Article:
In our digital age, collaborating with other people on a project does not require everyone to be in the same physical space anymore
Many companies, project groups, and friends prefer to do most of their work in a workspace of their own choosing, at those times that suit them best. For such collaboration, many people send countless e-mails back and forth to share the progression of their ideas and files.
This process can be cumbersome, but fortunately technology always keeps evolving and, consequently, collaborating on a distance can be much easier and much more efficient. With this idea in our head, we drafted a list that contains the best apps for in-group communication and file sharing.
The Slack app facilitates a cloud-based network of collaboration tools and services in a clear and organized environment. Besides chatting in different channels, note taking, and (video) calling, Slack also facilitates easy file sharing and advanced searching tools. In addition, Slack can be synchronized with numerous other apps; for example, by synching Wunderlist with Slack, a completed to-do update will be posted automatically in the corresponding Slack channel.
Skype became popular for its high quality call function to both computers and landlines, and that is definitely what it's still best at. However, Skype now also facilitates video conference calls and the leaving of (video) voicemails. In addition, Skype replaced Windows Live (MSN) Messenger in 2013 and became since then also widely used for chatting. Skype does facilitate group conversations and the sharing of digital files, but lacks a clear and easy archiving for these files.
Discord was initially developed for (online) gamers that don’t want to pay for TeamSpeak servers or hassle with Skype, Discord offers free all-in-one voice and text chat that can simply be used in your web browser. It takes about 10 seconds to set up your own secured server, which is very easy to manage, and Discord facilitates high voice quality. The chatting has a modern approach with an overlay function (so you don’t need to alt-tab out of your full screen app) and contains GIFs, the sharing of links, images, and videos without using much CPU power.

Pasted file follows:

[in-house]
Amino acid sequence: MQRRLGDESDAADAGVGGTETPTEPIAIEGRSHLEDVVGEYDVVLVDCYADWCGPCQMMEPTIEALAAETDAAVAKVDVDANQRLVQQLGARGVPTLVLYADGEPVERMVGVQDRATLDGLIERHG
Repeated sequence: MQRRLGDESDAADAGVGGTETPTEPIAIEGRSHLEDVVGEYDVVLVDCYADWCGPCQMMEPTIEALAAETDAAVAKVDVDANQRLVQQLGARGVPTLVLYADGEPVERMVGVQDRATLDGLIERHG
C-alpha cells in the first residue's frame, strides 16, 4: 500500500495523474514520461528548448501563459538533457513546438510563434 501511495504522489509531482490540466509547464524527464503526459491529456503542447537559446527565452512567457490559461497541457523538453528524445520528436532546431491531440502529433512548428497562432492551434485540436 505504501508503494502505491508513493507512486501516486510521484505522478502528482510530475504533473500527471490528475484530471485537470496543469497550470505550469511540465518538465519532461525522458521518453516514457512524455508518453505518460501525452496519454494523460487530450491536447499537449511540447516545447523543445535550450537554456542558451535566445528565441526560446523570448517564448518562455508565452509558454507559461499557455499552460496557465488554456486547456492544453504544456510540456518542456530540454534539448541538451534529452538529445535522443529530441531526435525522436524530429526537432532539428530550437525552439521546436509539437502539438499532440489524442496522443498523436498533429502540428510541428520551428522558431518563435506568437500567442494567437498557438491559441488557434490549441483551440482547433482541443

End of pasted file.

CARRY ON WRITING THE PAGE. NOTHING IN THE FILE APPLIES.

Viber's free cross-platform (voice) messaging app was developed in Israel, but supports as much as 30 languages by now. Viber facilitates free texting, calling, photo messaging, and location sharing. One of the key factors that makes Viber so accessible is that it requires no registration, alias or invitation, and that it immediately synchronizes with your own contact list.
Whatsapp functions more or less speak for itself; voice messages, a vast amount of emoji’s and GIFs, but the more recent (video) calling function made the app truly complete. In addition, users can also share documents, photos, audio files, contacts, and (live) locations. Group chats are managed easily, and all the uploaded files are stored chronologically. Since almost every smartphone owner has WhatsApp, and users increasingly use the web and desktop versions as well, grouping up via WhatsApp is one of the easiest and most accessible ways.
The Join.me platform for online (video) conferences has all the important features for successful collaboration. Interesting functions are the whiteboards, changing of the presenter role, and the planning of future conferences. When you are serious about your collaboration, you can opt for premium versions that offer up to 5 TB of cloud space, increase the amount of conference members allowed, and add tools that completely obliterate the need for any real-life conference rooms.
Thus, depending on your team’s purpose, the amount of people involved, and the preference of communication method, one of these apps will be your go-to platform. Each app in the list has a few features that it excels in and consequently does better, easier, or faster than others. If you think we missed an important collaboration tool, we'd love to hear it from you! In the meantime, happy collaborating!